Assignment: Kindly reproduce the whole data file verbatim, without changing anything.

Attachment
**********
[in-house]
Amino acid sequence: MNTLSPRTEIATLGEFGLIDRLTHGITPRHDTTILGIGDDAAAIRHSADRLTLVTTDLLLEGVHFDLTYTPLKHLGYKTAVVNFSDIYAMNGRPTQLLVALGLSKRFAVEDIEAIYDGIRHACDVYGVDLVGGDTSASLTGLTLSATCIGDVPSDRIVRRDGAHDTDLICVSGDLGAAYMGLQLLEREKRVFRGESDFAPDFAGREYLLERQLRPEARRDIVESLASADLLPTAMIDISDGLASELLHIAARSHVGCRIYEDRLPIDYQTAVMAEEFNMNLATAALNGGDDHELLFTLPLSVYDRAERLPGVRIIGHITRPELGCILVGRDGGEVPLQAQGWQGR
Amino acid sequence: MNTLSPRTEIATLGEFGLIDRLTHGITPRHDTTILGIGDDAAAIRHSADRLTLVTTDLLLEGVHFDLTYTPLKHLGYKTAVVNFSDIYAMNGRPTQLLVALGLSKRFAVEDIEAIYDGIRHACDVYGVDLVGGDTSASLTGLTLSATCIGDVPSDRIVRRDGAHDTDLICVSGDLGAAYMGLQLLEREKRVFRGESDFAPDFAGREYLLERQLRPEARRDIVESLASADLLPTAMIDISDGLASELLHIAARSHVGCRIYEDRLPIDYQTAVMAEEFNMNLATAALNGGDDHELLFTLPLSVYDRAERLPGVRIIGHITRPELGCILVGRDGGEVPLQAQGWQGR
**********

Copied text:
[in-house]
Amino acid sequence: MNTLSPRTEIATLGEFGLIDRLTHGITPRHDTTILGIGDDAAAIRHSADRLTLVTTDLLLEGVHFDLTYTPLKHLGYKTAVVNFSDIYAMNGRPTQLLVALGLSKRFAVEDIEAIYDGIRHACDVYGVDLVGGDTSASLTGLTLSATCIGDVPSDRIVRRDGAHDTDLICVSGDLGAAYMGLQLLEREKRVFRGESDFAPDFAGREYLLERQLRPEARRDIVESLASADLLPTAMIDISDGLASELLHIAARSHVGCRIYEDRLPIDYQTAVMAEEFNMNLATAALNGGDDHELLFTLPLSVYDRAERLPGVRIIGHITRPELGCILVGRDGGEVPLQAQGWQGR
Amino acid sequence: MNTLSPRTEIATLGEFGLIDRLTHGITPRHDTTILGIGDDAAAIRHSADRLTLVTTDLLLEGVHFDLTYTPLKHLGYKTAVVNFSDIYAMNGRPTQLLVALGLSKRFAVEDIEAIYDGIRHACDVYGVDLVGGDTSASLTGLTLSATCIGDVPSDRIVRRDGAHDTDLICVSGDLGAAYMGLQLLEREKRVFRGESDFAPDFAGREYLLERQLRPEARRDIVESLASADLLPTAMIDISDGLASELLHIAARSHVGCRIYEDRLPIDYQTAVMAEEFNMNLATAALNGGDDHELLFTLPLSVYDRAERLPGVRIIGHITRPELGCILVGRDGGEVPLQAQGWQGR